Getting rid of Osborne would be a major break from Cameron's stable government agenda. Yet surely the benefits outweigh the costs. It could be accompanied by a mea culpa over this government's misguided economic policy, and show the public that Cameron is able to sacrifice one of the key figures of his Bullingdon clique to save the British economy.
Having spent three years working for a small charity, running a support and signposting service for young people, I decided the time was right to move on. During my final week, one of our volunteers approached and asked (very sweetly and with the best of intentions) "So, is it time to get a real job then?".
In most circumstances today's IMF report would be taken as a pretty damning indictment of the state of the economy and our prospects for recovery. However, because the IMF has stopped short of openly calling for a "plan B" the Chancellor's allies appear to be classifying this as a victory.
The calls for banking reform are growing. About time. The big crash was more than five years ago. Since then we've had Libor rate-fixing, bonuses for failed financiers, massive fines for malpractices by leading banks, mis-sold PPI, interest rate swaps, fraud, money-laundering and tax dodging. Scandal after scandal. Are we mugs or masochists? Why do we put up with it? The rot has got to stop.
With a rising number of Conservatives calling for a referendum before 2017 and the unlikely chances of this happening given that their coalition partners do not agree, the Europe question is going to be argued and debated for some time to come.
Osborne didn't need to genuflect towards the House of Mouse, because the UK has a well-deserved reputation as the home of high quality cinema and moviemaking. But for how long? Osborne is at the top of a government that has slashed arts funding to the bone, axed the UK Film Council and is generally doing a great deal of damage in the cultural arena.
Expectations of the Queen's Speech, in terms of economic measures, were low. Sadly, they turn out to be right. Nothing that was announced today will make much difference either to growth in the economy in the short-term or its potential to grow in the medium-term.
Asking 'does aid work?' is as absurd a question as 'do schools work?' or 'is government good?' Some aid works well and some doesn't. Sometimes schools fail. Sometimes governments get things wrong.
Each successive government of course blames the last for the financial mess it inherited but the truth is that the blame game pales in respect to apportioning blame for the 2008 global financial disaster.
One of the key areas of concern with Help to Buy is the second home option. This is obviously aimed at people who do not need help to get on the ladder and encourages the greed culture of owning multiple properties which could be a pitfall in the recovery of the property market. The recession should have taught people that a house is a home first and foremost- unfortunately this scheme has the potential to produce collective amnesia.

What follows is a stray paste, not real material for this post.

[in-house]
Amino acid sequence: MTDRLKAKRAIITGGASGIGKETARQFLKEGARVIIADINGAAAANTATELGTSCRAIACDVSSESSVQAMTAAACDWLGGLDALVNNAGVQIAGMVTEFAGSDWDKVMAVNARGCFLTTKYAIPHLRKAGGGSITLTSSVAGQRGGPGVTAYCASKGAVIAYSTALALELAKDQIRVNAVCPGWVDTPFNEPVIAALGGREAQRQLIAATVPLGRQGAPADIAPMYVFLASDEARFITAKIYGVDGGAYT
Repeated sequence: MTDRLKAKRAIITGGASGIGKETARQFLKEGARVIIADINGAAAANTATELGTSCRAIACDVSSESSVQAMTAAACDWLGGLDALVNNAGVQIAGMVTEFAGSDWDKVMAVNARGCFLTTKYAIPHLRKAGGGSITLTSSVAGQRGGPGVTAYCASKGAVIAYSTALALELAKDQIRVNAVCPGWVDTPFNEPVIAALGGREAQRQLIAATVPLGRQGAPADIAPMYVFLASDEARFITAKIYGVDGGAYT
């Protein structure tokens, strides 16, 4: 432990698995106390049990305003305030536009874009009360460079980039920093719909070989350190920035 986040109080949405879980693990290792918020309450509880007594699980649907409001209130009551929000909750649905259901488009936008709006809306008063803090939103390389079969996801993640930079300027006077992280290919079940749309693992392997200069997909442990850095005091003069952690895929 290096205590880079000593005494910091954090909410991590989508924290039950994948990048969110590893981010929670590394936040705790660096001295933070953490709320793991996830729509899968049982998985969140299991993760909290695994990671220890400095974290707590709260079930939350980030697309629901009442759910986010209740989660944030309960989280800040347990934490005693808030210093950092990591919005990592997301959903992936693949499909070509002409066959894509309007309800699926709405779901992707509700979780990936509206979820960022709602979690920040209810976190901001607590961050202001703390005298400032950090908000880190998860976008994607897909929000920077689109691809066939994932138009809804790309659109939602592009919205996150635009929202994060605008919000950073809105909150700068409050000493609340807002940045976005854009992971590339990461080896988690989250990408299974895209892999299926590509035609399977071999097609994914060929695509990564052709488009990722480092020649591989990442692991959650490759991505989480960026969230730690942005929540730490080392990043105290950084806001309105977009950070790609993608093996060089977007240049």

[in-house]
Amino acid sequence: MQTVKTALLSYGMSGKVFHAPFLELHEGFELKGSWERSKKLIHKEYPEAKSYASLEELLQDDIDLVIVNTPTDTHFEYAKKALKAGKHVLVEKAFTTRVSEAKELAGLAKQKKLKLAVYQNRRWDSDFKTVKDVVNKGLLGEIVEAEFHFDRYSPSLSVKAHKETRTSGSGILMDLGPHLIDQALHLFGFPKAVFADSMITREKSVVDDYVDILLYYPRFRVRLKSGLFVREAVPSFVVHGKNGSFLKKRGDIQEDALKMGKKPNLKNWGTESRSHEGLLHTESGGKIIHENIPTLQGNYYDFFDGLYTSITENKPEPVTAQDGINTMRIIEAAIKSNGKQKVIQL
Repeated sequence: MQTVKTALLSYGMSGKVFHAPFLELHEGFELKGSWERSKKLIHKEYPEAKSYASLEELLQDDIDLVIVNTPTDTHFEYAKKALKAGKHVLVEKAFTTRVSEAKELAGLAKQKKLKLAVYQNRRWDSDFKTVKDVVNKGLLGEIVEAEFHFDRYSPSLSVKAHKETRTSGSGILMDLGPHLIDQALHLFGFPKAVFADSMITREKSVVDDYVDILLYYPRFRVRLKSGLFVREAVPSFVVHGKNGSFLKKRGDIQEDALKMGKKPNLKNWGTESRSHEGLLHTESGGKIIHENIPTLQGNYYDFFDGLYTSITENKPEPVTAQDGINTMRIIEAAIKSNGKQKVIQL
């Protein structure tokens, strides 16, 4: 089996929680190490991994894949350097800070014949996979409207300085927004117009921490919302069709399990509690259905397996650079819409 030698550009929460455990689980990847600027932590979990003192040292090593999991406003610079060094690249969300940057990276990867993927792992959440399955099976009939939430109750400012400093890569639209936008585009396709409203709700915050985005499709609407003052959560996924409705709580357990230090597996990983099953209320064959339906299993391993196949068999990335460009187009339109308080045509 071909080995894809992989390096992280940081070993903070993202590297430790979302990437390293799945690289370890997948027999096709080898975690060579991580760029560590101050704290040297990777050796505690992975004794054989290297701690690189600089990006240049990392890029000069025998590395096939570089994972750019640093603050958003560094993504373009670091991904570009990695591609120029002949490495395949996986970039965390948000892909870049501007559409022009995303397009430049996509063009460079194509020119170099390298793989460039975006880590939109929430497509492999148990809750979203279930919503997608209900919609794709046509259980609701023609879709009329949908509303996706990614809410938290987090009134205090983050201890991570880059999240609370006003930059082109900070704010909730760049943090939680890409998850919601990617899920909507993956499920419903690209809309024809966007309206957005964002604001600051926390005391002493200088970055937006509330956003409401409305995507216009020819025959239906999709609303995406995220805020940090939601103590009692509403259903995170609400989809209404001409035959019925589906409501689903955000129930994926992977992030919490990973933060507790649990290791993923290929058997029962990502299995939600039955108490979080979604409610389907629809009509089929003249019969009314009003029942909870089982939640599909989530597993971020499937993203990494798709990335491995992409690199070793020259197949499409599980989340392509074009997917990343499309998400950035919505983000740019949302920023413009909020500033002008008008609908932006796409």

My, we are a gloomy lot. Last week, I discussed the possible impact of a triple-dip recession. Last Thursday's GDP figures suggest that Britain's economy has so far avoided this fate. However, it is also clear that the government's hopes of steady growth of 2 - 3% a year have yet to be realised. And YouGov research for the Resolution Foundation finds that five years of economic troubles have left a deep mark on public opinion.
Fifteen years ago Tony Blair, Bill Clinton and other statesmen mediated the un-mediatable and created the Northern Ireland that we know today. Some see the bargain as a grand failure. The creation of a parochial sectarian state suspended in a form of purgatory with a bloody history and no future.
Commentators who support the changes will focus on the simplification of the welfare system and improvement in work incentives that this new benefit will herald. Those worried about the impacts will wring their hands about likely difficulties with on-line claims, financial management and a small number of people who stand to receive less than under the current system. Both of these groups have a point.
I would respectfully submit that there is no such thing as a triple-dip recession. It is not as if the periods of expansion separating the dips were characterised by Chinese (or even German) growth. We have instead been in a six-year economic stall where growth has barely fluctuated by more than a few tenths of a per cent either side of zero. Growth, or lack of it, has largely become a rounding error.
Independence is a simple thing really. The ability to do as one pleases without outside interference. True, no country is truly independent in today's globalized world. But it is fallacious for Salmond is lead a vanguard suggesting independence would bring radical change to Scotland.
An unprecedented triple-dip recession has been averted, but yesterday's lacklustre growth figures mean our economy is simply back to where it was six months ago. This continues the overall picture of a flatlining economy in Britain ever since George Osborne's last spending review. In fact, this is now the weakest recovery for over 100 years.